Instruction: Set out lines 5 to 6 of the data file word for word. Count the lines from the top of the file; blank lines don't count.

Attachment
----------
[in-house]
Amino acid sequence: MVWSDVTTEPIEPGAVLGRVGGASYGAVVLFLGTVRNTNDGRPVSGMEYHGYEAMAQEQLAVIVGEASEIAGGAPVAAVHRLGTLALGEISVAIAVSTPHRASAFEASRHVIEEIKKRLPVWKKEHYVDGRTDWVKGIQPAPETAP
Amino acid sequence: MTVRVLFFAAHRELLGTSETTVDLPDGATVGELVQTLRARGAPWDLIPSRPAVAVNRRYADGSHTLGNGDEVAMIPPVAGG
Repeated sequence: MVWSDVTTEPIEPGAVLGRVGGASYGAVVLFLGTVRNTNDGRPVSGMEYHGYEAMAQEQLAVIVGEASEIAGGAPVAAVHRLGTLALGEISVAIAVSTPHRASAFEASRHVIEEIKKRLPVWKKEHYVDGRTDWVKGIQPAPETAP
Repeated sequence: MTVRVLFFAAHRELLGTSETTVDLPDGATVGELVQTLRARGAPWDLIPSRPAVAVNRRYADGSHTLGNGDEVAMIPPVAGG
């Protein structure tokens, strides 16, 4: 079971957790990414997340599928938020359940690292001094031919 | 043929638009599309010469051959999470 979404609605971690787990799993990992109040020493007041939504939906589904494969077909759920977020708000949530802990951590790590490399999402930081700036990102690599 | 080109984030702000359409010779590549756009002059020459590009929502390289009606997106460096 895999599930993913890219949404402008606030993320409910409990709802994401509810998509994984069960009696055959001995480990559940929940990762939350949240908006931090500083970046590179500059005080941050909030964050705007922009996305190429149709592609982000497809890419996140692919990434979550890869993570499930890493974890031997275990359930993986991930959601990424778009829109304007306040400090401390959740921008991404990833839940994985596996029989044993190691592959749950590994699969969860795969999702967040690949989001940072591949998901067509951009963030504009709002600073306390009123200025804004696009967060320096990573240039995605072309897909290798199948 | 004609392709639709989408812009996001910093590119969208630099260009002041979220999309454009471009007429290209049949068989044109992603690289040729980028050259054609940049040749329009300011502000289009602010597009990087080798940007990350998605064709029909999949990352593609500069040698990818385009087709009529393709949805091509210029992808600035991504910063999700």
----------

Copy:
Repeated sequence: MTVRVLFFAAHRELLGTSETTVDLPDGATVGELVQTLRARGAPWDLIPSRPAVAVNRRYADGSHTLGNGDEVAMIPPVAGG
């Protein structure tokens, strides 16, 4: 079971957790990414997340599928938020359940690292001094031919 | 043929638009599309010469051959999470 979404609605971690787990799993990992109040020493007041939504939906589904494969077909759920977020708000949530802990951590790590490399999402930081700036990102690599 | 080109984030702000359409010779590549756009002059020459590009929502390289009606997106460096 895999599930993913890219949404402008606030993320409910409990709802994401509810998509994984069960009696055959001995480990559940929940990762939350949240908006931090500083970046590179500059005080941050909030964050705007922009996305190429149709592609982000497809890419996140692919990434979550890869993570499930890493974890031997275990359930993986991930959601990424778009829109304007306040400090401390959740921008991404990833839940994985596996029989044993190691592959749950590994699969969860795969999702967040690949989001940072591949998901067509951009963030504009709002600073306390009123200025804004696009967060320096990573240039995605072309897909290798199948 | 004609392709639709989408812009996001910093590119969208630099260009002041979220999309454009471009007429290209049949068989044109992603690289040729980028050259054609940049040749329009300011502000289009602010597009990087080798940007990350998605064709029909999949990352593609500069040698990818385009087709009529393709949805091509210029992808600035991504910063999700």